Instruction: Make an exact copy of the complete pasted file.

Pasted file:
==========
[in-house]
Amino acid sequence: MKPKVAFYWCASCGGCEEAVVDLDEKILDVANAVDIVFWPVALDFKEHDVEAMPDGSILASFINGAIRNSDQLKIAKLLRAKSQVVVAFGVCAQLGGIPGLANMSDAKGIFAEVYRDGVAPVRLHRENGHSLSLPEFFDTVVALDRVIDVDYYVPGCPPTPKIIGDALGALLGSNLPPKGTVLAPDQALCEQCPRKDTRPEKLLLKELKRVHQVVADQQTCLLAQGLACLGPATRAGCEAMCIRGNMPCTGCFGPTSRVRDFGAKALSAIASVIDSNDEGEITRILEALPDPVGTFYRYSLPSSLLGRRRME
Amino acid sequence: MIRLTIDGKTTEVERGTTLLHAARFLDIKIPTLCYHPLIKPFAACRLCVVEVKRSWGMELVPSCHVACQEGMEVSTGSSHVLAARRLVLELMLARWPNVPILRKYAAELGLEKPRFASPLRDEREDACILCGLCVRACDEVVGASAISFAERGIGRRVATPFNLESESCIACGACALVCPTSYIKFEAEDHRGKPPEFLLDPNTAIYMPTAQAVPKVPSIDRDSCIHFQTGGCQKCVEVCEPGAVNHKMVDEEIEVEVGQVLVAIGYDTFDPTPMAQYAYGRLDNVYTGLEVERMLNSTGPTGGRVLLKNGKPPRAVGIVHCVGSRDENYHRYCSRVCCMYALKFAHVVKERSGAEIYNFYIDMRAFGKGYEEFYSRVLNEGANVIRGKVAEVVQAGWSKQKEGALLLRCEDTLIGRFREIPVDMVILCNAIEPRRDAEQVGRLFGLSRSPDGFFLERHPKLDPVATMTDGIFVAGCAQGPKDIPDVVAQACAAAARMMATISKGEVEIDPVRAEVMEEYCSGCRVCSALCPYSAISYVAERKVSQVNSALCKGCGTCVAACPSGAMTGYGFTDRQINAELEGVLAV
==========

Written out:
[in-house]
Amino acid sequence: MKPKVAFYWCASCGGCEEAVVDLDEKILDVANAVDIVFWPVALDFKEHDVEAMPDGSILASFINGAIRNSDQLKIAKLLRAKSQVVVAFGVCAQLGGIPGLANMSDAKGIFAEVYRDGVAPVRLHRENGHSLSLPEFFDTVVALDRVIDVDYYVPGCPPTPKIIGDALGALLGSNLPPKGTVLAPDQALCEQCPRKDTRPEKLLLKELKRVHQVVADQQTCLLAQGLACLGPATRAGCEAMCIRGNMPCTGCFGPTSRVRDFGAKALSAIASVIDSNDEGEITRILEALPDPVGTFYRYSLPSSLLGRRRME
Amino acid sequence: MIRLTIDGKTTEVERGTTLLHAARFLDIKIPTLCYHPLIKPFAACRLCVVEVKRSWGMELVPSCHVACQEGMEVSTGSSHVLAARRLVLELMLARWPNVPILRKYAAELGLEKPRFASPLRDEREDACILCGLCVRACDEVVGASAISFAERGIGRRVATPFNLESESCIACGACALVCPTSYIKFEAEDHRGKPPEFLLDPNTAIYMPTAQAVPKVPSIDRDSCIHFQTGGCQKCVEVCEPGAVNHKMVDEEIEVEVGQVLVAIGYDTFDPTPMAQYAYGRLDNVYTGLEVERMLNSTGPTGGRVLLKNGKPPRAVGIVHCVGSRDENYHRYCSRVCCMYALKFAHVVKERSGAEIYNFYIDMRAFGKGYEEFYSRVLNEGANVIRGKVAEVVQAGWSKQKEGALLLRCEDTLIGRFREIPVDMVILCNAIEPRRDAEQVGRLFGLSRSPDGFFLERHPKLDPVATMTDGIFVAGCAQGPKDIPDVVAQACAAAARMMATISKGEVEIDPVRAEVMEEYCSGCRVCSALCPYSAISYVAERKVSQVNSALCKGCGTCVAACPSGAMTGYGFTDRQINAELEGVLAV